Last week, the India Nuclear Deal inched forward when the International Atomic Energy Agency (IAEA) adopted a plan for inspecting India’s nuclear reactors.
"The safeguards agreement with the U.N. nuclear watchdog was essential before India can finalize the pact with the United States that would end more than three decades of nuclear isolation. The deal will open India’s civilian reactors to international inspections in exchange for the nuclear fuel and technology it has been denied by its refusal to sign the Nuclear Nonproliferation Treaty and its testing of atomic weapons.
…Without IAEA safeguards, India cannot import nuclear technology from the 45-nation Nuclear Suppliers Group, which includes the United States. India must now strike a separate agreement with the Nuclear Suppliers Group. The U.S. Congress will then need to approve the U.S.-India accord."
We’ve worked to oppose the deal because it undermines global nonproliferation efforts. While the deal is for civilian nuclear technology, it would allow India to free up uranium for its own nuclear weapons program and potentially ratchet up tensions with neighboring Pakistan. Last month, Pakistan warned of the potential effects of the deal:
"Pakistan warned the international community yesterday that a deal allowing India to import US atomic fuel and technology could accelerate a nuclear arms race between Delhi and Islamabad.
The warning was made in a letter addressed to more than 60 nations as the Indian Government, having survived a no-confidence vote on Tuesday, dispatched diplomats to clear the deal with international regulators.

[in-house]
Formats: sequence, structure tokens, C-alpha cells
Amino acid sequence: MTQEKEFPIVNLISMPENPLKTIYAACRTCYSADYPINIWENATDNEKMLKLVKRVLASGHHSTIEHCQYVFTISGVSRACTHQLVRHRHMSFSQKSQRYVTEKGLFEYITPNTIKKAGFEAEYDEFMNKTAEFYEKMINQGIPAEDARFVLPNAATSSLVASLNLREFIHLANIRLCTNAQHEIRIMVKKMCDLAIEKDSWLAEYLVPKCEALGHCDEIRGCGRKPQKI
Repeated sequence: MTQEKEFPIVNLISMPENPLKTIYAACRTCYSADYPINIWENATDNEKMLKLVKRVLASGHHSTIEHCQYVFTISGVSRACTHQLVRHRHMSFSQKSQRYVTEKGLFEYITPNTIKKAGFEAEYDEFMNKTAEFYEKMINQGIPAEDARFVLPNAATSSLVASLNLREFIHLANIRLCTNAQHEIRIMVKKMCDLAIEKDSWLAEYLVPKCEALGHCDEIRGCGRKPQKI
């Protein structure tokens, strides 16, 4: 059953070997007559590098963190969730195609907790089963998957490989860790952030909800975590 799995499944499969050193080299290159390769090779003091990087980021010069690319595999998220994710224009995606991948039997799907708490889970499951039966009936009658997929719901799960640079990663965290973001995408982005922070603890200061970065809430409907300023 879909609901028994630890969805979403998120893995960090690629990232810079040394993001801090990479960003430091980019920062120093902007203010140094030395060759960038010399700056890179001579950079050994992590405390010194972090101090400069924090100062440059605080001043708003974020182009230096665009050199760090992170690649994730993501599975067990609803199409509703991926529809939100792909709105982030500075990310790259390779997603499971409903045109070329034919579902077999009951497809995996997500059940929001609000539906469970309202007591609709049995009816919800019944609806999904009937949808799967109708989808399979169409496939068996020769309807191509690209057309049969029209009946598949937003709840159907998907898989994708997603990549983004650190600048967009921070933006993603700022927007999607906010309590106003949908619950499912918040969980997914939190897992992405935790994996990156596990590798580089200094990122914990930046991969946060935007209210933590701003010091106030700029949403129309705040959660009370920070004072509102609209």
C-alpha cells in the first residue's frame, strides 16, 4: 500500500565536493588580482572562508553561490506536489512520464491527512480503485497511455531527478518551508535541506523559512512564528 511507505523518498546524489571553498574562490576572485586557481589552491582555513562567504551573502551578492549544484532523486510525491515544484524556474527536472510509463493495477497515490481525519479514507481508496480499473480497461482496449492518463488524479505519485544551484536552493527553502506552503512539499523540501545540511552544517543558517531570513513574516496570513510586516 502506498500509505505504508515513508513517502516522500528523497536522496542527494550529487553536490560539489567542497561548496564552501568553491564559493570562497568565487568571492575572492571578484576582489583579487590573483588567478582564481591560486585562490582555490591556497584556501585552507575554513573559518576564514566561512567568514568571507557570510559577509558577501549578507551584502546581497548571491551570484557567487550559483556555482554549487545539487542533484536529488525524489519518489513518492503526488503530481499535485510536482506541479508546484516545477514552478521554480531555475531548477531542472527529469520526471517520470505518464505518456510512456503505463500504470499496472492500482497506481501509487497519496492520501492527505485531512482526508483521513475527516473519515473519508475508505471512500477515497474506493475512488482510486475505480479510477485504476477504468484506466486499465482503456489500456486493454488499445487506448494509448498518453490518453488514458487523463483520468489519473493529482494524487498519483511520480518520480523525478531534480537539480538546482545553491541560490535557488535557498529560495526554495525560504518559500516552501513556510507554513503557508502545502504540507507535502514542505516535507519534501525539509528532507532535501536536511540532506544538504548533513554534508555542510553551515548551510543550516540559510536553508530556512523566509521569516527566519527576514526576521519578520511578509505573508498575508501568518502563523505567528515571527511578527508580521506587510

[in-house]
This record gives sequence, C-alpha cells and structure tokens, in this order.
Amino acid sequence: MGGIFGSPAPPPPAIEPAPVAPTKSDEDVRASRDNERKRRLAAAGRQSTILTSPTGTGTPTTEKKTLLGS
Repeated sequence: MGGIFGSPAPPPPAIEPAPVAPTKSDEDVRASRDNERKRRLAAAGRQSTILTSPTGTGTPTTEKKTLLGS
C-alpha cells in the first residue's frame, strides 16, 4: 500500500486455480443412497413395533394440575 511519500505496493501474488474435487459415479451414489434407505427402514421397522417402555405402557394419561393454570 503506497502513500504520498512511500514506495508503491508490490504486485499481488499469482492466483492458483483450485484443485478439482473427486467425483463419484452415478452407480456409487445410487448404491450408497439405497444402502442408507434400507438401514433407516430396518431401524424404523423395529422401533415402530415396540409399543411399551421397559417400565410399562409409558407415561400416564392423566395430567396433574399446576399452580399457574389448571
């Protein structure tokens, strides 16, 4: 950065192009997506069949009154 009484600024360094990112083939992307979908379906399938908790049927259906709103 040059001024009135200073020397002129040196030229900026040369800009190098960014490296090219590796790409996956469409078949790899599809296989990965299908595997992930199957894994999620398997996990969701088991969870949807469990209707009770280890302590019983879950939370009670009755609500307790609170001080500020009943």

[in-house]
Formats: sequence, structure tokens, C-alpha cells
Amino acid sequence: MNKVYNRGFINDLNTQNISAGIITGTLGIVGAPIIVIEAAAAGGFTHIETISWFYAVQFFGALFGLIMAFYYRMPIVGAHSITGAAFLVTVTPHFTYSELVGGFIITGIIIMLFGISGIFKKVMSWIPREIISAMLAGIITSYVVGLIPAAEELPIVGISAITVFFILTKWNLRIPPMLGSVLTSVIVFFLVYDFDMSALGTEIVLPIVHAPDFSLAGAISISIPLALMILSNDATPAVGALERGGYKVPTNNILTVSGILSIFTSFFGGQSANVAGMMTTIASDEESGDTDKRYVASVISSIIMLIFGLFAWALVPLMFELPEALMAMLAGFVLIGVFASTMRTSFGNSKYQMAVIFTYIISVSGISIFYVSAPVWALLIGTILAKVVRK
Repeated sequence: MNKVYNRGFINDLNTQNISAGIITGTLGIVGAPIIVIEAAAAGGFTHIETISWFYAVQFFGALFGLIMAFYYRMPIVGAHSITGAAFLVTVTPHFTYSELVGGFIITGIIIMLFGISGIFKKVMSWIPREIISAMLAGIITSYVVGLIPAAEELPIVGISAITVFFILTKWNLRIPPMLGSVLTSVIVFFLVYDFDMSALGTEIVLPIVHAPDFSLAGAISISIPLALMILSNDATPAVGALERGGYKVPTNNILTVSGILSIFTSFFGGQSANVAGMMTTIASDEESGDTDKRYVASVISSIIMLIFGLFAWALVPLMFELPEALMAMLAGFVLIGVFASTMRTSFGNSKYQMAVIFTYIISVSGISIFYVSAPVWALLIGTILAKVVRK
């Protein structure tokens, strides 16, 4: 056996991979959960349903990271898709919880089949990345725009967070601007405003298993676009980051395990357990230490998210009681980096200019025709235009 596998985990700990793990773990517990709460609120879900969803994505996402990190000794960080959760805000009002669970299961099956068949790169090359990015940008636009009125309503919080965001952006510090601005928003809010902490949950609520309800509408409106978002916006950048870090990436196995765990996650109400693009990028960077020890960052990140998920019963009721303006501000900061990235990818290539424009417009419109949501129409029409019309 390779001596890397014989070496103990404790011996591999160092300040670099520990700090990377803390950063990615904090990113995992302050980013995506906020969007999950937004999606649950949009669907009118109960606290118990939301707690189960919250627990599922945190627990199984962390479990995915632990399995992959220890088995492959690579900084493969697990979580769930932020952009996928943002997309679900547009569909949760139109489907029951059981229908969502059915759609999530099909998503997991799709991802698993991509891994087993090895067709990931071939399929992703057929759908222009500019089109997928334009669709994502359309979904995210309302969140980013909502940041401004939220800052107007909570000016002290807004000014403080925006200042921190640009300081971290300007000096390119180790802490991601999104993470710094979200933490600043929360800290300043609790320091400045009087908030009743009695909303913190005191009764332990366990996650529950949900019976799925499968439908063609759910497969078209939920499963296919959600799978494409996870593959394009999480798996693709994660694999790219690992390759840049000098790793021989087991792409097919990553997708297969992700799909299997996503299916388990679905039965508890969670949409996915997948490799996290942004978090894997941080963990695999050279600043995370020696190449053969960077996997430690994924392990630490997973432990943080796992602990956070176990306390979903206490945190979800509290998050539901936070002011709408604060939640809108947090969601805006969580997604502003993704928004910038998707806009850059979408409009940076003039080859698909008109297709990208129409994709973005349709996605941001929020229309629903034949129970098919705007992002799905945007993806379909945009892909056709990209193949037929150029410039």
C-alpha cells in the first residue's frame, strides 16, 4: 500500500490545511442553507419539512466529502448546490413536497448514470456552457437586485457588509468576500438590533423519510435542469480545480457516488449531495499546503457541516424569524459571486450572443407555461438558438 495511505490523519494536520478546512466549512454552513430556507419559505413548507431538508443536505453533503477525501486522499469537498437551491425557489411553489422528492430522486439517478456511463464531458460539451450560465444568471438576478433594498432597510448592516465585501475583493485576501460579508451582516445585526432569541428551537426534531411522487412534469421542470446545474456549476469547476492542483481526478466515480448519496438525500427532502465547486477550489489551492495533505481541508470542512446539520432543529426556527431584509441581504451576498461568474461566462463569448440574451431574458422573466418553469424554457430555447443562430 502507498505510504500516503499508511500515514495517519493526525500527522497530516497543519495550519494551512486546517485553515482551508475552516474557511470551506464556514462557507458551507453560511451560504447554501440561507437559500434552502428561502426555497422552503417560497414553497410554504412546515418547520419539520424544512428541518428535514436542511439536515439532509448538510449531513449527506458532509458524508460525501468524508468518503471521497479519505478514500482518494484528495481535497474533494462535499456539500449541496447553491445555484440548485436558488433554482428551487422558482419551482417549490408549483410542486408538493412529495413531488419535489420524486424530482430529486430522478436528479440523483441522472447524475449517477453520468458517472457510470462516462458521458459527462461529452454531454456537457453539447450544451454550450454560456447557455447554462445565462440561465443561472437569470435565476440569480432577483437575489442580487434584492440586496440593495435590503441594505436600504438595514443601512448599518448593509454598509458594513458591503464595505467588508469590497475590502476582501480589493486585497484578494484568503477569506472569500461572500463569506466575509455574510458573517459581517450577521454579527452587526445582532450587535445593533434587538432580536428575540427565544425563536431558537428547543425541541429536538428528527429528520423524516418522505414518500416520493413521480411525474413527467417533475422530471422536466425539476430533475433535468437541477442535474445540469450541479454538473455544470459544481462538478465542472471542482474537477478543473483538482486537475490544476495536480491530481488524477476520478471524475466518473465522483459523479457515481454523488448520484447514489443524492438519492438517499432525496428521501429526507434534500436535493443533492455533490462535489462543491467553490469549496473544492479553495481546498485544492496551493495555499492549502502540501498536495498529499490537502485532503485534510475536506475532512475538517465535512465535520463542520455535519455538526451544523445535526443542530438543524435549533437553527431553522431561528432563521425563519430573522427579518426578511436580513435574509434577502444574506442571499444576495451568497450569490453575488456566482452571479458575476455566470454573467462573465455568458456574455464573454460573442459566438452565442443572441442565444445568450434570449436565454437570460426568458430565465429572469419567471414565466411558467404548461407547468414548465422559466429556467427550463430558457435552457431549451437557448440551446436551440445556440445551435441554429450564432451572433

Later, in a concession to Islamabad, the United States said that it planned to shift $230 million (£116 million) in aid to Pakistan away from counter-terrorism to upgrading its F16 fighter jets seen as crucial for maintaining military parity with India. That announcement came four days before Yousuf Raza Gilani, Pakistan’s new Prime Minister, is due to meet President Bush at the White House for talks on co-operation in combating Islamic extremists."
Also disturbing is the fact that the deal would require no halt in nuclear trade if India tested another nuclear bomb. The deal’s silence on this is a serious discrepancy with a 2006 law passed by Congress.
There is little debate that strengthening ties with the world’s largest democracy is a good idea. But there are far better ways of doing it that wouldn’t include undermining US credibility in efforts to curb nuclear proliferation elsewhere. On the one hand, we’re rewarding India with nuclear technology, a country with nuclear weapons that has not signed the Nuclear Nonproliferation Treaty. On the other hand, we’re imposing harsh sanctions on Iran and leaving the military option on the table because it continues to pursue nuclear technology. According to the 2007 National Intelligence Estimate, Iran froze its nuclear weapons program in 2003 and it is a signatory to the Nuclear Nonproliferation Treaty. The Bush administration’s push to seal the deal with India sends the wrong message to Iran and the international community.
The India Nuclear Deal still has several hurdles to clear. Even if the Nuclear Suppliers Group finishes its work quickly, it’s uncertain if Congress will have time to consider the deal given the fact that they plan to wrap up work in late September. The sense of many in Congress is that the Bush administration, conscious of its legacy, is eager to force the deal through in 2008. But Congress needs to take the time to think things through on this one. There are better ways to strengthen our relationship with India than a nuclear deal.
Categories: Nuclear Weapons